St Pierre released by China customs
- Thursday 17 April 2008
ASC and other wine importers have been subjected to a China-wide inspection by customs focussing on potential discrepancies between the declared value and ‘real value’ of imported wines.
St Pierre and his colleague Carrie Xuan were held – along with the legal representatives of other wine importers – from 11 March to 8 April in a detention centre. St Pierre was released on April 8, free to return to work, along with all other ASC staff.
‘If your company is being investigated and the total amount in contention exceeds the Renminbi (Chinese currency) equivalent of €25,000 [£20,000, US$40,000] then customs has the legal right to detain the person legally responsible for the company, and that is me,’ St Pierre told decanter.com.
‘This is the way things are done in China,’ he added.
Customs ultimately fined ASC €220,000 (£180,000, US$350,000). St Pierre said this was the maximum possible discrepancy in ASC’s declaration value for all the wines it has imported over the past two years.
He said this represents less than 1% of the total value of wines ASC has imported over the past year.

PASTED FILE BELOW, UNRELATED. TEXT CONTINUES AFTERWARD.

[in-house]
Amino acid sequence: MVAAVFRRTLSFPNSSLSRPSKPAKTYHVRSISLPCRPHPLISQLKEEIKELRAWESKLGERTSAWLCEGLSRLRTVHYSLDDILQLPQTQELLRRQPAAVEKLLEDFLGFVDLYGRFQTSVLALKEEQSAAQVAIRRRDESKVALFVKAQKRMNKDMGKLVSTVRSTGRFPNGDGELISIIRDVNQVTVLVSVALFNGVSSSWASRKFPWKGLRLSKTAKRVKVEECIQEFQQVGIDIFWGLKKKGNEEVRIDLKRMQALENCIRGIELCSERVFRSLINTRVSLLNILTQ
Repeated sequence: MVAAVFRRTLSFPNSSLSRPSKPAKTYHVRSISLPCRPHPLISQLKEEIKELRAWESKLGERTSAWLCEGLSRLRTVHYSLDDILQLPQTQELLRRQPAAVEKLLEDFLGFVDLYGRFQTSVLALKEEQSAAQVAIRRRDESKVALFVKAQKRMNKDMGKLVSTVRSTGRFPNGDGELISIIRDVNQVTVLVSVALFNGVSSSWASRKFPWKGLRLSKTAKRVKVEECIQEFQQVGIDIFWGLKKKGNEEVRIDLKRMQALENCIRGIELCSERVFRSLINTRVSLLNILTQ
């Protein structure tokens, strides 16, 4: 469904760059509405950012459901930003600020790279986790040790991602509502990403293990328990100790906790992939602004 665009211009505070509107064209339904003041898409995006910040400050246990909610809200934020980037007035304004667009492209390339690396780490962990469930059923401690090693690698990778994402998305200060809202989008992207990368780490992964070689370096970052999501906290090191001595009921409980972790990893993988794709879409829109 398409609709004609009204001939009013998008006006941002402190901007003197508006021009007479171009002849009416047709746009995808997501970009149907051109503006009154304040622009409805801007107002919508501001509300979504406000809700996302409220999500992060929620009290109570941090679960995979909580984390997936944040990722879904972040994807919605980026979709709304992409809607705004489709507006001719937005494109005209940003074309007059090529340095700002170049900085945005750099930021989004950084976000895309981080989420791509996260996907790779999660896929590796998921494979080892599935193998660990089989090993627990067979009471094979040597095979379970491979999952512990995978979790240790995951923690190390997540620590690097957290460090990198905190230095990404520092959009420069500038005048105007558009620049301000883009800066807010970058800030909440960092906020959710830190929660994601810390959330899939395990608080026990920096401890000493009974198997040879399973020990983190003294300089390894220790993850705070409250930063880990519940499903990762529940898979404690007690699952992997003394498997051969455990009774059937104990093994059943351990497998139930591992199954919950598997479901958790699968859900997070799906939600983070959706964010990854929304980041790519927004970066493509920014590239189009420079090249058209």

‘From what we understand the investigation was launched because of the rapid increase in the volume of imported wines over the past one to two years,’ said St Pierre. ‘Customs was, and is, checking the valuation method companies used to declare imported wine.
St Pierre said he strongly supports the government’s efforts to ensure all importers are declaring all their imported wine at the real value.
ASC, which has several offices throughout China, is the country’s largest importer and distributor of quality wine from around the world, including all Bordeaux first growths and fine wines from California and Australia.
In China, the duty on wine imports is 14%, VAT is 17% and Consumption Tax is 10%.